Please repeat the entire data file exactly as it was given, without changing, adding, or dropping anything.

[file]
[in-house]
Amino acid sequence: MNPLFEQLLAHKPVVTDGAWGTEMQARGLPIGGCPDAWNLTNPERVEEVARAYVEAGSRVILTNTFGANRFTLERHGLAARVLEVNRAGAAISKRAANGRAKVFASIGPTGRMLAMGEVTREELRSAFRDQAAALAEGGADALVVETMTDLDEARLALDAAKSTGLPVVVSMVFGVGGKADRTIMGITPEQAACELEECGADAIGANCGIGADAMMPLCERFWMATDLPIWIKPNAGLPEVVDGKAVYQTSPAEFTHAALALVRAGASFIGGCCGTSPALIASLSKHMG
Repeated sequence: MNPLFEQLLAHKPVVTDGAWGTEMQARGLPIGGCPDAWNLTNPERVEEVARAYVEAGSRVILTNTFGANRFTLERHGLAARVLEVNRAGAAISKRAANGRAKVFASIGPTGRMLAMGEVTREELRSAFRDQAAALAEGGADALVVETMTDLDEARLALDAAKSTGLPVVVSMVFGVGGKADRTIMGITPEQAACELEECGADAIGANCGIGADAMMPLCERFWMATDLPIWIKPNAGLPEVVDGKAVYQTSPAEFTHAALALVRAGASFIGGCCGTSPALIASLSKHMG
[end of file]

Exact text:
[in-house]
Amino acid sequence: MNPLFEQLLAHKPVVTDGAWGTEMQARGLPIGGCPDAWNLTNPERVEEVARAYVEAGSRVILTNTFGANRFTLERHGLAARVLEVNRAGAAISKRAANGRAKVFASIGPTGRMLAMGEVTREELRSAFRDQAAALAEGGADALVVETMTDLDEARLALDAAKSTGLPVVVSMVFGVGGKADRTIMGITPEQAACELEECGADAIGANCGIGADAMMPLCERFWMATDLPIWIKPNAGLPEVVDGKAVYQTSPAEFTHAALALVRAGASFIGGCCGTSPALIASLSKHMG
Repeated sequence: MNPLFEQLLAHKPVVTDGAWGTEMQARGLPIGGCPDAWNLTNPERVEEVARAYVEAGSRVILTNTFGANRFTLERHGLAARVLEVNRAGAAISKRAANGRAKVFASIGPTGRMLAMGEVTREELRSAFRDQAAALAEGGADALVVETMTDLDEARLALDAAKSTGLPVVVSMVFGVGGKADRTIMGITPEQAACELEECGADAIGANCGIGADAMMPLCERFWMATDLPIWIKPNAGLPEVVDGKAVYQTSPAEFTHAALALVRAGASFIGGCCGTSPALIASLSKHMG